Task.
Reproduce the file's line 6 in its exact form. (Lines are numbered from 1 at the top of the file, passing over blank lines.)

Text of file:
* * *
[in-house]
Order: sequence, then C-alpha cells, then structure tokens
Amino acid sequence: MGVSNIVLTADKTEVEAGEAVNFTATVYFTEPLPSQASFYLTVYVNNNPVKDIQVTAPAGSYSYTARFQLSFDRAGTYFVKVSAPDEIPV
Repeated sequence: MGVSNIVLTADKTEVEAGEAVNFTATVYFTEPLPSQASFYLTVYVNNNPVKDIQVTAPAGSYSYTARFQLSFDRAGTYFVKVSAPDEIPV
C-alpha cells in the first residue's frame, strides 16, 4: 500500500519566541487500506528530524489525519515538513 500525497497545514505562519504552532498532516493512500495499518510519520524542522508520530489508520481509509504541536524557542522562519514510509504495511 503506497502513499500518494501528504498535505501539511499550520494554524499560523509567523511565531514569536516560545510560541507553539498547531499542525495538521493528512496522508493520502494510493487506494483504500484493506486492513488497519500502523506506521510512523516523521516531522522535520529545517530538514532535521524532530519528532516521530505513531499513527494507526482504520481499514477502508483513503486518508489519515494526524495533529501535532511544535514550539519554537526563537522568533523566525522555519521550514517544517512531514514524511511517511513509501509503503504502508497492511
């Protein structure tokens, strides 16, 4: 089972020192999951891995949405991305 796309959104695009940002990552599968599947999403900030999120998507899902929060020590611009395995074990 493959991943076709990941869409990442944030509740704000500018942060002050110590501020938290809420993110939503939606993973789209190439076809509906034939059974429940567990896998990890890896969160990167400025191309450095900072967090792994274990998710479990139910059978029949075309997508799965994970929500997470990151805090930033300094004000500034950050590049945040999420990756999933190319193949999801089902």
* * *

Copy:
């Protein structure tokens, strides 16, 4: 089972020192999951891995949405991305 796309959104695009940002990552599968599947999403900030999120998507899902929060020590611009395995074990 493959991943076709990941869409990442944030509740704000500018942060002050110590501020938290809420993110939503939606993973789209190439076809509906034939059974429940567990896998990890890896969160990167400025191309450095900072967090792994274990998710479990139910059978029949075309997508799965994970929500997470990151805090930033300094004000500034950050590049945040999420990756999933190319193949999801089902």